Due to an accident of birth which I blame on my parents, both of whom came from the same Surrey suburb, I am neither bilingual nor exotic. When we went to north Wales last week I was fascinated and envious of the Welsh speakers. Welsh is a Celtic language, the language everyone probably spoke on this island before waves of invaders. The lyrical accent and words also have similarities with Hindi, perhaps there are very ancient exotic origins for this language of poetry, music and Eisteddfods, but it is also officially recognised. Apart from Wales there is a small colony in Patagonia of natural Welsh speakers.
You know you are in Wales when the road signs are in both languages. Only about fifth of people in Wales actually speak Welsh fluently, but in the north the majority do.
We stayed in Porthmadog for four nights, a lovely town with mountains in the background, a harbour and lots of trains, including the famous Ffestiniog Railway, Rheiffyrdd Ffestiniog. Being winter some places were closed. Our pub hotel was rather gloomy inside; someone had bought a job lot of brown paint. The dining room was in darkness and the bar rather bleak, but on our first evening we found a cafe at the railway station which was open till eight and was warm and cheerful. A family birthday party was in full swing and they were all speaking Welsh, even the children.
The next morning at breakfast our suspicions were confirmed that we and four chaps on a photography holiday were the only guests. A Welsh radio station played in the background. The weather was mostly heavy skies and damp, but stayed clear for our trip on the Welsh Highland Railway. As it was winter the Ffestiniog was closed and most of the line for our train. We went half an hour out, stopped for the engine to be moved then back again, but the little steam trains are gleaming and lovingly looked after and the scenery is lovely. That night a roaring open fire had appeared in the bar so we had our meal in there amongst Welsh speaking locals.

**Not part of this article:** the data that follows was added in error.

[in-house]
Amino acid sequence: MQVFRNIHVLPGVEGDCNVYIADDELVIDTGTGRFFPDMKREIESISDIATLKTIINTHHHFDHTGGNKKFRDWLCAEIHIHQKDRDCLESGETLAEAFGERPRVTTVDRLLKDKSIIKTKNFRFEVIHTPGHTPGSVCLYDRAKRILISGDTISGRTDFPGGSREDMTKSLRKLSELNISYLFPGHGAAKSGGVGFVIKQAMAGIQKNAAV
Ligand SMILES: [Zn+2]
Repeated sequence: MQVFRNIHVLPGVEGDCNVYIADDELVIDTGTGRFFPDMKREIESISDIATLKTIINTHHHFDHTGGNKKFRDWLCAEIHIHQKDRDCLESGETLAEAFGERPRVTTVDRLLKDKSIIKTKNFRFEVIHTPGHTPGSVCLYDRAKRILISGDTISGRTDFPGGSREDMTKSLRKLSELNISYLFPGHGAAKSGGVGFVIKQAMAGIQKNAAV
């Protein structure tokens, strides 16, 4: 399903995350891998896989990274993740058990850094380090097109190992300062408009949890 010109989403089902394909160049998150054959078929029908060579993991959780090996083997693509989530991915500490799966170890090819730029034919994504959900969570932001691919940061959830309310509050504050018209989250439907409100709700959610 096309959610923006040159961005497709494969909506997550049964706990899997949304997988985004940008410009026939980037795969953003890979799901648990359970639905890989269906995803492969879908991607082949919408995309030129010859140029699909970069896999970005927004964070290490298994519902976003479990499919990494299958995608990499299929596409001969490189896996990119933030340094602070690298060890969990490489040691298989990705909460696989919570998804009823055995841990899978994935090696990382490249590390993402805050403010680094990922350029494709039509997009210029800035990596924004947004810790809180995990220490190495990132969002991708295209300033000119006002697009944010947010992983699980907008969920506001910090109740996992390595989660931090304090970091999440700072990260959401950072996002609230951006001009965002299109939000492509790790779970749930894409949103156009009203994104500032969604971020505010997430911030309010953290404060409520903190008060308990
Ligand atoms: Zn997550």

The next day was the planned trip to Portmeirion, the fantasy cliffside village designed by architect and local aristocrat Clough Williams-Ellis. It is famous as the setting where sixties television series ‘The Prisoner’ was filmed, one of those dramas where viewers had no idea what was going on, thus making it a cult film. You have to pay to go in, but it is well worth a visit and it must be even better on a sunny summer’s day. Colourful strange buildings cling to rock faces. Various winding steps, slippery in the damp weather, take you down to the edge of the estuary. No one lives there. We went to the hotel that was the house of a previous reclusive owner before Clough Williams bought the land in the 1920s and had coffee in front of an open fire. It was quiet, but apparently they had had a hundred guests for breakfast, those staying at the hotel and others in self catering apartments in the exotic buildings. Behind the village woodlands spread up the hill.
Back up at the main cafe after more clambering around and photography we talked to a waitress who only spoke Welsh till she started school. Her granddaughter goes to the high school in Harlech where every subject is taught in Welsh, except for English. If young children or English children arrive to start school and don’t speak Welsh they are whisked off by taxi for an intensive six weeks tuition and apparently come back speaking fluent Welsh!
On the third day we drove to Llanberris through the mountain scenery of Snowdonia in mist and rain to visit the Snowdon Mountain Railway. Of course that was closed till March, but we thought it would be fun to see the station; I had always imagined it sitting at the foot of the mountain. It isn’t quite like that and with the low lying cloud and mist we were not quite sure which mountain was Snowden. Since 1896 the little rack and pinion railway has been taking visitors up the mountain and there is now a new visitor centre and cafe at the summit, no doubt welcome after the one hour trip. I wonder if anyone would be allowed to build such a thing today?